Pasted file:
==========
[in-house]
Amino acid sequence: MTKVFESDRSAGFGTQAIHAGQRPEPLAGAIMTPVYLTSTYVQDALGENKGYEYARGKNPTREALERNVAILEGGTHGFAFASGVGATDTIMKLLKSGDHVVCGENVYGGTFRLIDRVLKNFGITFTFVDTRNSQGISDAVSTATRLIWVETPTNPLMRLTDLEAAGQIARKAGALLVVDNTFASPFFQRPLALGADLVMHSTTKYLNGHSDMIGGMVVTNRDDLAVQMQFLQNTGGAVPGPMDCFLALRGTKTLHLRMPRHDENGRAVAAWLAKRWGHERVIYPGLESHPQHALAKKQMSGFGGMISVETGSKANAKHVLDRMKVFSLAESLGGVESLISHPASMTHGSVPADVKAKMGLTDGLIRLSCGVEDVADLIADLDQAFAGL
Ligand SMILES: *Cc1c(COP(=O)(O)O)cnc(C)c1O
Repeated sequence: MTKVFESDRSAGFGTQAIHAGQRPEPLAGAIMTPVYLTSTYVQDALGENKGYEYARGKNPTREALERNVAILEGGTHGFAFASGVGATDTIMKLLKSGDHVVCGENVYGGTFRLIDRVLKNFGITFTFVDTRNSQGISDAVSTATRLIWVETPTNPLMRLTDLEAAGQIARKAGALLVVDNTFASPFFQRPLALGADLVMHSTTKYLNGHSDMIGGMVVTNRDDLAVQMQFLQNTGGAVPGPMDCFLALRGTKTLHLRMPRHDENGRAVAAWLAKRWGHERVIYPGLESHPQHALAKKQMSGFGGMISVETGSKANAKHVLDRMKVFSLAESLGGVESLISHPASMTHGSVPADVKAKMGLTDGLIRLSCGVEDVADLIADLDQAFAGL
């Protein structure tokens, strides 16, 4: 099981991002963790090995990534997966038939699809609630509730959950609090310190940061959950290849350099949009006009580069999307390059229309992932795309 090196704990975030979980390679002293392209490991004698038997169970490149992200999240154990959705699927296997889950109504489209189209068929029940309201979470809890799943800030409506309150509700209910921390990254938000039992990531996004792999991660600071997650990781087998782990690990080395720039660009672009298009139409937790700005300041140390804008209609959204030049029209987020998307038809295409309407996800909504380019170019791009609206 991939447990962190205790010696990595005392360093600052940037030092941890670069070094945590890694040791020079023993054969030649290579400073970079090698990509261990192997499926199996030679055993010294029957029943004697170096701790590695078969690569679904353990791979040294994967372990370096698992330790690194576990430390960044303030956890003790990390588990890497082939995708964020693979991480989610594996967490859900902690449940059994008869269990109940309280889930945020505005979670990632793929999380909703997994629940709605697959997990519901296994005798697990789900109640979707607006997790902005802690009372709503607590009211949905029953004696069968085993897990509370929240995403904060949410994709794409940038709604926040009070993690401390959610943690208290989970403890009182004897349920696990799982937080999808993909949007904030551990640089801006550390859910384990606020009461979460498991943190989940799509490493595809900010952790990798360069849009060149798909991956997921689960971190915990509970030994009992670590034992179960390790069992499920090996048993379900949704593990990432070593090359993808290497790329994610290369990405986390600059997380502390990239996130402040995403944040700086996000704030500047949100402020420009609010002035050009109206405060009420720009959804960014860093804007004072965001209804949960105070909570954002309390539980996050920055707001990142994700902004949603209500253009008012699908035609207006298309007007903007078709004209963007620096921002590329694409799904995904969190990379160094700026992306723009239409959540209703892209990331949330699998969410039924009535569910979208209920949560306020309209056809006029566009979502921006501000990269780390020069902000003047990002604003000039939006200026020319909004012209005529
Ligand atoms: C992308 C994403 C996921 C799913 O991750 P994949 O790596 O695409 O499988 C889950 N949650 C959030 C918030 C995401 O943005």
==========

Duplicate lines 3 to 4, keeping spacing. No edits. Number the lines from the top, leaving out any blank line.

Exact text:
Ligand SMILES: *Cc1c(COP(=O)(O)O)cnc(C)c1O
Repeated sequence: MTKVFESDRSAGFGTQAIHAGQRPEPLAGAIMTPVYLTSTYVQDALGENKGYEYARGKNPTREALERNVAILEGGTHGFAFASGVGATDTIMKLLKSGDHVVCGENVYGGTFRLIDRVLKNFGITFTFVDTRNSQGISDAVSTATRLIWVETPTNPLMRLTDLEAAGQIARKAGALLVVDNTFASPFFQRPLALGADLVMHSTTKYLNGHSDMIGGMVVTNRDDLAVQMQFLQNTGGAVPGPMDCFLALRGTKTLHLRMPRHDENGRAVAAWLAKRWGHERVIYPGLESHPQHALAKKQMSGFGGMISVETGSKANAKHVLDRMKVFSLAESLGGVESLISHPASMTHGSVPADVKAKMGLTDGLIRLSCGVEDVADLIADLDQAFAGL